amendment


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Related to amendment: Fifth Amendment, Amendment 2

amendment

A written description of a change (or changes) to, or formal clarification of, a protocol.

amendment

Amended application, revised application Clinical trials Any protocol change which occurs after activation of a trial Government A change in an existing law. See Doggett amendment, Helms amendment, Social Security Amendments of 1983, Synar amendment.
References in periodicals archive ?
For example, in the Senate Reform Reference, the Government of Canada asked the Court for its advice specifically on whether the Constitution could be formally amended to establish fixed senatorial terms, for instance terms of eight, nine or ten years--using the unilateral federal amendment procedure in section 44.
5) Biennial Amendment 10-Pertained to the Board of Directors and expanded the BOD from the seven proposed in the Transformational Bylaws to nine and added a place for the new graduate nurse.
The House passed the resolution to make the 14th Amendment part of the Constitution, and the Senate did too, though the latter made revisions, cutting some of Stevens' more extreme planks.
All told, faith institutions representing nearly 500,000 congregants in Wisconsin publicly oppose this constitutional amendment.
"The worst time for freedom of the press has almost always been during times of war," Floyd Abrams, a top First Amendment lawyer, tells JS.
The Fourth Amendment allows officers to take action when concerned with their safety or where necessary to prevent the destruction of evidence while still maintaining the sanctity of personal privacy.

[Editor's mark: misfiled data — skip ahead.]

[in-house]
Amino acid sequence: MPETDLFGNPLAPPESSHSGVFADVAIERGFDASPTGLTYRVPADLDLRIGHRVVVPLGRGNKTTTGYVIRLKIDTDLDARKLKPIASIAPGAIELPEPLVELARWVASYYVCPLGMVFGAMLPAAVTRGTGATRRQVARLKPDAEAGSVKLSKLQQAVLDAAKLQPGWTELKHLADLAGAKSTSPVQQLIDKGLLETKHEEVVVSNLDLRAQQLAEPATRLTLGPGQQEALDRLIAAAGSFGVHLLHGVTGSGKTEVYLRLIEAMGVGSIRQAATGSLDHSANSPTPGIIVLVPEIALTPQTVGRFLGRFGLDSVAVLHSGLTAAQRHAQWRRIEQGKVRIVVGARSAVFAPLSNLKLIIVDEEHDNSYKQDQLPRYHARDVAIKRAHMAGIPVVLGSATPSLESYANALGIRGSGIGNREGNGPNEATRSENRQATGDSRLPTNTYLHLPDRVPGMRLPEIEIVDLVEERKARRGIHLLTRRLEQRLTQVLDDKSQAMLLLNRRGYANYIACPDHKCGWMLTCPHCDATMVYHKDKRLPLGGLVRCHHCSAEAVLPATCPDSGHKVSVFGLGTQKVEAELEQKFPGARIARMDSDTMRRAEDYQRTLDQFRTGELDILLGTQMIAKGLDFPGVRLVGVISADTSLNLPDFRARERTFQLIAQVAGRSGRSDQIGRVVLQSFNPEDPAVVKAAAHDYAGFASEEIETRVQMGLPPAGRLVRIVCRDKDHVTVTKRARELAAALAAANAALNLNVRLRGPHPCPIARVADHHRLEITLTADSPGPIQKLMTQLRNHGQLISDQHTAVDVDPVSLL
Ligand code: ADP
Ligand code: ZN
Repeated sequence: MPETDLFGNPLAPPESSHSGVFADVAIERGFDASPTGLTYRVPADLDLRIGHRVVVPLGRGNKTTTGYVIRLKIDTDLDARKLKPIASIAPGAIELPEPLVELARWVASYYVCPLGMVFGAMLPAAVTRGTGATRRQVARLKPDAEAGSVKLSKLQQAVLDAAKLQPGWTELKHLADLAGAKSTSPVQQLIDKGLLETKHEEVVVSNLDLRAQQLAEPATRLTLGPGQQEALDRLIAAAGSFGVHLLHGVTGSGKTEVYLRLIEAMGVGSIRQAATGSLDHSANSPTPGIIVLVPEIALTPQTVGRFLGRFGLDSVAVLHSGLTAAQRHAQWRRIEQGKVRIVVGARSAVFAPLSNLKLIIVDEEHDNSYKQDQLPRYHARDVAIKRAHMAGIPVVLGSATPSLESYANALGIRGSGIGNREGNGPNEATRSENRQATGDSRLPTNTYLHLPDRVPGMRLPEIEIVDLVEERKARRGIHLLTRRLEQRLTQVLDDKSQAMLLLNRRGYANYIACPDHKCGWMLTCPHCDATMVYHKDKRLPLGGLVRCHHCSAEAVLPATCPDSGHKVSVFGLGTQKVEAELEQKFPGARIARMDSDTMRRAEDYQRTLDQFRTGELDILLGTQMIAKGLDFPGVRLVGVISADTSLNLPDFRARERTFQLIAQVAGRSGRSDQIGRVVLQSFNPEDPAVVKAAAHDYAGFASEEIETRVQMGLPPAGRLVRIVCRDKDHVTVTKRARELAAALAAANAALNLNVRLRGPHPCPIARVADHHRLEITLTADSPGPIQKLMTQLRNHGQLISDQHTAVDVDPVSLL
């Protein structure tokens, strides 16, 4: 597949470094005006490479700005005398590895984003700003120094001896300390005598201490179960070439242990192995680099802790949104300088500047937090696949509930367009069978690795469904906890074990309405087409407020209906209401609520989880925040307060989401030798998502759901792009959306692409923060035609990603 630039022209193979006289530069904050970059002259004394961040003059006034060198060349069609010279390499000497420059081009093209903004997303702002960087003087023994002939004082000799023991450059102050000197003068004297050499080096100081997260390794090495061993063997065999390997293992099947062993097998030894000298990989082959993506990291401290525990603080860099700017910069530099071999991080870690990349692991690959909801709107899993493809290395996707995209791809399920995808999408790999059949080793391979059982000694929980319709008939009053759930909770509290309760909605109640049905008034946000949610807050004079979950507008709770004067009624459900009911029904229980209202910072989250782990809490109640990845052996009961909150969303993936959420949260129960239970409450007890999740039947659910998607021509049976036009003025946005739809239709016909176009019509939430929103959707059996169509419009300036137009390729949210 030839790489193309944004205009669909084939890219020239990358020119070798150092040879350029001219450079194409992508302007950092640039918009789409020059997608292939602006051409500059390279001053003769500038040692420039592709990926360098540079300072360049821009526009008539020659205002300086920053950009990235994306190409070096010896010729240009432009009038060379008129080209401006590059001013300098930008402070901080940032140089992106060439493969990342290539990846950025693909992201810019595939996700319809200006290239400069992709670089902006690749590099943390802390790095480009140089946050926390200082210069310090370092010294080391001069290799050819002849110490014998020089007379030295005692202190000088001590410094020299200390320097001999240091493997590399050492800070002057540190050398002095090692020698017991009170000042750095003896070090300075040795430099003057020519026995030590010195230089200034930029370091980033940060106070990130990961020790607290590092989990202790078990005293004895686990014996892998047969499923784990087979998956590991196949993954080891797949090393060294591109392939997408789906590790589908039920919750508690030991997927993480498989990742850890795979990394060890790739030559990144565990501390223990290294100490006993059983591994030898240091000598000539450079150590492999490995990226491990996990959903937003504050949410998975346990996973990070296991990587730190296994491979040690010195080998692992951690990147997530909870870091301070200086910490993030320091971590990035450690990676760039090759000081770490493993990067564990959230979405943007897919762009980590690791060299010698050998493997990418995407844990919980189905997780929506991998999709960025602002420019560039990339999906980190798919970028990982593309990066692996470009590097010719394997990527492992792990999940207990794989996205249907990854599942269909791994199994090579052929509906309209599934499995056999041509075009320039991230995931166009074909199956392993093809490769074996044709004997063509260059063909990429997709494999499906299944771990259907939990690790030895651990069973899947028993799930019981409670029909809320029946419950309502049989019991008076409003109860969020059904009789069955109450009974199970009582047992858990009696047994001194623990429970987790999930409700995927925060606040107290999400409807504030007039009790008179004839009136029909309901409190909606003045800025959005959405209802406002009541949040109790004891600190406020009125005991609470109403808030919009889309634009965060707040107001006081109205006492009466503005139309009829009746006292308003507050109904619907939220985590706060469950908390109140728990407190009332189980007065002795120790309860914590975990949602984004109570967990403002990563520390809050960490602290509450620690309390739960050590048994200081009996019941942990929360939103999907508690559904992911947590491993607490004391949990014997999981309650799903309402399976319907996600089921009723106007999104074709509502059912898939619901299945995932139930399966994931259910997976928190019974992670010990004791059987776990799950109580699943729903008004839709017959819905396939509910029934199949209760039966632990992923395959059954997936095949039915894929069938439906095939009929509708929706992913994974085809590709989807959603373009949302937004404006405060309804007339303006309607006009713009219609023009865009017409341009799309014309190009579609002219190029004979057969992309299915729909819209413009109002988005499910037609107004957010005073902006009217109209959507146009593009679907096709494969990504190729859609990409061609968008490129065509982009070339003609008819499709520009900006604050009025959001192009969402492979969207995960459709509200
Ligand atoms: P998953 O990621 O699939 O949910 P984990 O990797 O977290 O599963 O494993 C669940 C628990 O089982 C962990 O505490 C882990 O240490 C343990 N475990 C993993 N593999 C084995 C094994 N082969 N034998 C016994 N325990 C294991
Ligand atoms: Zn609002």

Then, turning to the language of the 14th Amendment, Field spelled out a sweeping new interpretation of due process, one whose reverberations are still felt in the legal battles over privacy and abortion.
If that is the case, then how can the SBA's budget be sliced and diced in a way that can adversely affect, or impact, the small minority business community?" Masterson extols the amendment's recommendation of an additional $10 million to the number of procurement center representatives, which he says will help small business owners deal with the adverse impact of contract bundling.
Participation in student-run newspapers is another indication of First Amendment savvy.
When asked if he would "expend any political capital" to push for the amendment, Bush responded by noting that many in the Senate believed a federal statute called the Defense of Marriage Act (DOMA), which was signed into law by former President Bill Clinton, was enough to ensure that gay Americans could not be legally married.
Several legislators have proposed additional amendments to the Sec.